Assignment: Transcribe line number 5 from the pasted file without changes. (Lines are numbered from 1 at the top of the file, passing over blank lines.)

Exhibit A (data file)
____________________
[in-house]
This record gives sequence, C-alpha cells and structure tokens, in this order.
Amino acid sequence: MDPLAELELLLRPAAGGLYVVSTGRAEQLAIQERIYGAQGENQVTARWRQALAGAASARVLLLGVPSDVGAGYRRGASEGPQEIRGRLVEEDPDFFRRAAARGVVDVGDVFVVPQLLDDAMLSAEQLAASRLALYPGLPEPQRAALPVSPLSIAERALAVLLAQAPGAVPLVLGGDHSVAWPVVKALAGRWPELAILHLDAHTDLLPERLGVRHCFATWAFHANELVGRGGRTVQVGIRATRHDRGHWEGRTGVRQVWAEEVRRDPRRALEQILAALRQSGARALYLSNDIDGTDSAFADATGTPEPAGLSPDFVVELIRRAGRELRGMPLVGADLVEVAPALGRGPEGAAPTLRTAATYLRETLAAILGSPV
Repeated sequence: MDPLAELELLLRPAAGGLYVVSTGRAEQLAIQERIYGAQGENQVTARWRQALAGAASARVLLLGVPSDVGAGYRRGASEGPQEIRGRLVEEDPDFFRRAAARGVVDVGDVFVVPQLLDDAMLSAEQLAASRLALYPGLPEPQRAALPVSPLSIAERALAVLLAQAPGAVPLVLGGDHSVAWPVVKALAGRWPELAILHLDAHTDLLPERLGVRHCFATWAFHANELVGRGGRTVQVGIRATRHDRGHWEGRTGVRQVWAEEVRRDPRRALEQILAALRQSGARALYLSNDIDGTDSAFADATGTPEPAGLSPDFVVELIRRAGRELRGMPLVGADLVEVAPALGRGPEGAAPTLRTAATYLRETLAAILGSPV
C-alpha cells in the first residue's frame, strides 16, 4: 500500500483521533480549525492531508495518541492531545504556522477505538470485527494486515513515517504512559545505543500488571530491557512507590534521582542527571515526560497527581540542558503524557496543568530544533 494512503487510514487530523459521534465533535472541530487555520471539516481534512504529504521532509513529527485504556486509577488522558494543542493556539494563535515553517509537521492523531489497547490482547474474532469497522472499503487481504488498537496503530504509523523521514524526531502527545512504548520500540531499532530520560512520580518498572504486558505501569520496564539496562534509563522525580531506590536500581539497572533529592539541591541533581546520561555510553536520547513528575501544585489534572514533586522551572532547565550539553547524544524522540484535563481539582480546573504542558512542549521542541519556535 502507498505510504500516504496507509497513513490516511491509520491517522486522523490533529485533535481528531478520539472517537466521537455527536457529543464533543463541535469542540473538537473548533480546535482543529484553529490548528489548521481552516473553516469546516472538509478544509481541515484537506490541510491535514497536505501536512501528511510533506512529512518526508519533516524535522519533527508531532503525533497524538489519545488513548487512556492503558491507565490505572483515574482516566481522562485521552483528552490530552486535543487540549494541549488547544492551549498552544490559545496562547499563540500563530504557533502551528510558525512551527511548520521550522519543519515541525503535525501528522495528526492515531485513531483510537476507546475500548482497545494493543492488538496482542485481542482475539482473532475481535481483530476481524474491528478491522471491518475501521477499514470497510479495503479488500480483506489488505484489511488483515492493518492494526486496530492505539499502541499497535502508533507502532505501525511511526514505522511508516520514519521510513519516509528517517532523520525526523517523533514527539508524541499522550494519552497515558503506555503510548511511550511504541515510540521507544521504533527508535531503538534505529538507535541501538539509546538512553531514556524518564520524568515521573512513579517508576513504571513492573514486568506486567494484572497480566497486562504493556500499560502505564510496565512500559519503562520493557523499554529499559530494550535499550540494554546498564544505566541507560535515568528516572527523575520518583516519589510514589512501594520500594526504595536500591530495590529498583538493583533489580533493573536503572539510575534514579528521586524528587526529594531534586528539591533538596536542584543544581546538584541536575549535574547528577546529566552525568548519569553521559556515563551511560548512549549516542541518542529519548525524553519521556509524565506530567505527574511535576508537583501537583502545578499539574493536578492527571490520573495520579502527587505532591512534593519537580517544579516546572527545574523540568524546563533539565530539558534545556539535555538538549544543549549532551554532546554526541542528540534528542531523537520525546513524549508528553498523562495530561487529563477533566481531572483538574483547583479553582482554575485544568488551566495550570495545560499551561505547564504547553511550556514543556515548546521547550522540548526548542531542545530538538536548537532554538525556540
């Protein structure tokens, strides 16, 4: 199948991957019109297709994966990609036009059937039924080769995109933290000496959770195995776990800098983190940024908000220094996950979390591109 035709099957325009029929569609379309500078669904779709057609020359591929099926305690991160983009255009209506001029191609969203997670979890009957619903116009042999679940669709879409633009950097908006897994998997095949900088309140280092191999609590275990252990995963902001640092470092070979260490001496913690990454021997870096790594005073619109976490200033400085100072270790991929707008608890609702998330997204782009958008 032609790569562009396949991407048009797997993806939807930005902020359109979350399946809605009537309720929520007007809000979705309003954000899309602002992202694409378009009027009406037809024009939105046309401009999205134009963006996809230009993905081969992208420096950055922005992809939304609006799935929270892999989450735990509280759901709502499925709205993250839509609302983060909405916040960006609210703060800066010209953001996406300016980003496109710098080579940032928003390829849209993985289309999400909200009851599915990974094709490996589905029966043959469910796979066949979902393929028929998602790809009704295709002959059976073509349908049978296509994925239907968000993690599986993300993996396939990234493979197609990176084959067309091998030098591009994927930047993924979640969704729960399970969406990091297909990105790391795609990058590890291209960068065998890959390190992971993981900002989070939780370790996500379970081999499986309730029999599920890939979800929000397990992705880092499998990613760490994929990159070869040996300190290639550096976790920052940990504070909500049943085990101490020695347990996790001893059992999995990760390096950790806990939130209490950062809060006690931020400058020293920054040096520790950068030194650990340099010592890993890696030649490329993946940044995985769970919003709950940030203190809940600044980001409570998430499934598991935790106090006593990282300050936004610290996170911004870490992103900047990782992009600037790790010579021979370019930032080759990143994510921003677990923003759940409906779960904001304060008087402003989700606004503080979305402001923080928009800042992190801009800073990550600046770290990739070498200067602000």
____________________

C-alpha cells in the first residue's frame, strides 16, 4: 500500500483521533480549525492531508495518541492531545504556522477505538470485527494486515513515517504512559545505543500488571530491557512507590534521582542527571515526560497527581540542558503524557496543568530544533 494512503487510514487530523459521534465533535472541530487555520471539516481534512504529504521532509513529527485504556486509577488522558494543542493556539494563535515553517509537521492523531489497547490482547474474532469497522472499503487481504488498537496503530504509523523521514524526531502527545512504548520500540531499532530520560512520580518498572504486558505501569520496564539496562534509563522525580531506590536500581539497572533529592539541591541533581546520561555510553536520547513528575501544585489534572514533586522551572532547565550539553547524544524522540484535563481539582480546573504542558512542549521542541519556535 502507498505510504500516504496507509497513513490516511491509520491517522486522523490533529485533535481528531478520539472517537466521537455527536457529543464533543463541535469542540473538537473548533480546535482543529484553529490548528489548521481552516473553516469546516472538509478544509481541515484537506490541510491535514497536505501536512501528511510533506512529512518526508519533516524535522519533527508531532503525533497524538489519545488513548487512556492503558491507565490505572483515574482516566481522562485521552483528552490530552486535543487540549494541549488547544492551549498552544490559545496562547499563540500563530504557533502551528510558525512551527511548520521550522519543519515541525503535525501528522495528526492515531485513531483510537476507546475500548482497545494493543492488538496482542485481542482475539482473532475481535481483530476481524474491528478491522471491518475501521477499514470497510479495503479488500480483506489488505484489511488483515492493518492494526486496530492505539499502541499497535502508533507502532505501525511511526514505522511508516520514519521510513519516509528517517532523520525526523517523533514527539508524541499522550494519552497515558503506555503510548511511550511504541515510540521507544521504533527508535531503538534505529538507535541501538539509546538512553531514556524518564520524568515521573512513579517508576513504571513492573514486568506486567494484572497480566497486562504493556500499560502505564510496565512500559519503562520493557523499554529499559530494550535499550540494554546498564544505566541507560535515568528516572527523575520518583516519589510514589512501594520500594526504595536500591530495590529498583538493583533489580533493573536503572539510575534514579528521586524528587526529594531534586528539591533538596536542584543544581546538584541536575549535574547528577546529566552525568548519569553521559556515563551511560548512549549516542541518542529519548525524553519521556509524565506530567505527574511535576508537583501537583502545578499539574493536578492527571490520573495520579502527587505532591512534593519537580517544579516546572527545574523540568524546563533539565530539558534545556539535555538538549544543549549532551554532546554526541542528540534528542531523537520525546513524549508528553498523562495530561487529563477533566481531572483538574483547583479553582482554575485544568488551566495550570495545560499551561505547564504547553511550556514543556515548546521547550522540548526548542531542545530538538536548537532554538525556540